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Christians often claim that the person who wrote the Old Testament Book of Daniel, accurately predicted the time Jesus would be on earth and his death. They say he even gave the year! Not surprisingly, those who teach that he did cannot agree among themselves about how to calculate this or what event in Jesus’ life it points to. This tells the tale that they are forcing their interpretation on Daniel. Some say it is the start of the ministry or the baptism. Others say that it is the entry into Jerusalem. Others say it is the cross.
Here it is, “Seventy weeks are decreed for your people and your holy city to finish with breaking the law, to finish with sin, to atone for wickedness, to bring in righteousness and holiness without end, to seal up and finish vision and prophecy and to anoint the most holy. Know this, understand this: from the time that the decree to restore and rebuild Jerusalem is issued, there will be seven weeks and then sixty-two weeks until the Anointed One, the ruler comes. Jerusalem will be rebuilt with streets and a trench but in times of distress. After the sixty-two weeks the Anointed One will be cut off and will have nothing at all. And the people of a ruler who is yet to come will destroy the city and the sanctuary” (Daniel 9:24-26).

This is the famous prophecy of the Seventy Weeks.


What we want to know is: Can the numbers in the prophecy give us the same year as the year Jesus supposedly died?


Short answer: Daniel 9:24–27 is riddled with poorly chosen and poorly constructed Hebrew which leaves it terribly unclear.  That is why it is best not to impose an interpretation that forecasts Jesus claiming to be Messiah here.  Let us pretend though that the text above has been rendered satisfactorily.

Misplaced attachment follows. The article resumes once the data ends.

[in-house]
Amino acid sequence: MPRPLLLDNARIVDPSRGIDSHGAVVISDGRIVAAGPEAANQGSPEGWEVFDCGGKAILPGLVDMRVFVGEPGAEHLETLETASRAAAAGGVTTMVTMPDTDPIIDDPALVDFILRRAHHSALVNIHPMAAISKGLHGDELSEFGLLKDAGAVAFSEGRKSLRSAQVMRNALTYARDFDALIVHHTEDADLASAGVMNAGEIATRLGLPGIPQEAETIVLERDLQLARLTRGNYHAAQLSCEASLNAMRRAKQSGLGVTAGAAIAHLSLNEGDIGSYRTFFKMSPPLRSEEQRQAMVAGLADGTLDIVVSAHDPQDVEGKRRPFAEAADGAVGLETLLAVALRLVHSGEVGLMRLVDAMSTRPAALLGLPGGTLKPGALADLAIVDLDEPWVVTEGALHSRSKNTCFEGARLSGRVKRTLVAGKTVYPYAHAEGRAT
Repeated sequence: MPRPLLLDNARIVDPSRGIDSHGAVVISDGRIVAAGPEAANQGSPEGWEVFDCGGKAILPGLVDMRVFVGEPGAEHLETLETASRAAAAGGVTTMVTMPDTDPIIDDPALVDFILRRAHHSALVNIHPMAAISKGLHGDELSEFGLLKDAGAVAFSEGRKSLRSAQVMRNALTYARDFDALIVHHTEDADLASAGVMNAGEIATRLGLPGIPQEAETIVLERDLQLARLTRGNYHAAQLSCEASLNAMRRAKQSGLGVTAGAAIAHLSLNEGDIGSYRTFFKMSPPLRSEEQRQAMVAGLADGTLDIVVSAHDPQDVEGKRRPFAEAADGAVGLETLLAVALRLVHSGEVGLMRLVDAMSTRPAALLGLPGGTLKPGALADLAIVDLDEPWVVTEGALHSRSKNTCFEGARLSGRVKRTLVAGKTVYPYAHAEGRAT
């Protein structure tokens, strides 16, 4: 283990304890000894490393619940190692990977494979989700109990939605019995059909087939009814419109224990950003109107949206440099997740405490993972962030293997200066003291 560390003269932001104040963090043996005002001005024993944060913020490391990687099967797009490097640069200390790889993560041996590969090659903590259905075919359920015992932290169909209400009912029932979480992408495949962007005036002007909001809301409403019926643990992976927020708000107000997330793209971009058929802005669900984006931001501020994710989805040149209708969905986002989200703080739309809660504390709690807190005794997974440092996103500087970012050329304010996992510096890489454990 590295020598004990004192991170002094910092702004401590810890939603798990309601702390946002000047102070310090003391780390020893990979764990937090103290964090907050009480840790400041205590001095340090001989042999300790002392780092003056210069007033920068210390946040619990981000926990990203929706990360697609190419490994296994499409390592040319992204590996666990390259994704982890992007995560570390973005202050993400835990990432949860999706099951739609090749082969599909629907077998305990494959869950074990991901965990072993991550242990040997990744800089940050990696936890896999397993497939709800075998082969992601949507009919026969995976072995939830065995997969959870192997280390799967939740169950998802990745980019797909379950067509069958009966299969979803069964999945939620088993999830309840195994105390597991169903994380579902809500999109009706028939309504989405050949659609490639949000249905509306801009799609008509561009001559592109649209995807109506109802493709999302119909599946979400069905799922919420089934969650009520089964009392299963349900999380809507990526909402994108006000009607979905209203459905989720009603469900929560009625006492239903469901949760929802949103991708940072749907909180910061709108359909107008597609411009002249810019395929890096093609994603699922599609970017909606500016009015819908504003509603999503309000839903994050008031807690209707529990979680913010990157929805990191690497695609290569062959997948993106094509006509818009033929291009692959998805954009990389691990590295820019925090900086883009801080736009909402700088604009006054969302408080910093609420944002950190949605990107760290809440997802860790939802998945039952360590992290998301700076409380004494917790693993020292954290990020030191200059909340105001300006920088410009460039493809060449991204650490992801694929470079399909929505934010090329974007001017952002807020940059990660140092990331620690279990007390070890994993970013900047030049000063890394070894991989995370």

Daniel 9:2 says that Daniel read in Jeremiah the number of years. It forecast a 70 years exile for Israel.  The exile unfortunately for this opportunist was actually 48 years.  And Jeremiah said the end of that time would see the end of Gentile oppression.  This never happened either.  Now the Daniel book wants us to think that God sends the Angel Gabriel to Daniel to explain Jeremiah's error. It is rationalised as a symbol not an error.  Daniel now has it that Jeremiah meant 70 weeks using week as a symbol for year.  But Jeremiah is not telling us that.  An angel is saying it out of thin air. 


It accuses Jeremiah of being a dodgy prophet who uses symbolism as a cover for inability to really see the future.  And Gabriel makes himself as bad!  Now the angel says he meant 70 units of 7 years! That is comedic in its absurdity.  Gabriel must have been more than reliable though when God told him to tell Mary she was going to have the Messiah!!
That the days are years and that weeks are seven years is just an assumption.


What use is all this symbolism to Daniel?  What if Gabriel comes today and changes the meaning again?  We cannot use such nonsense to work out the time of Jesus' ministry.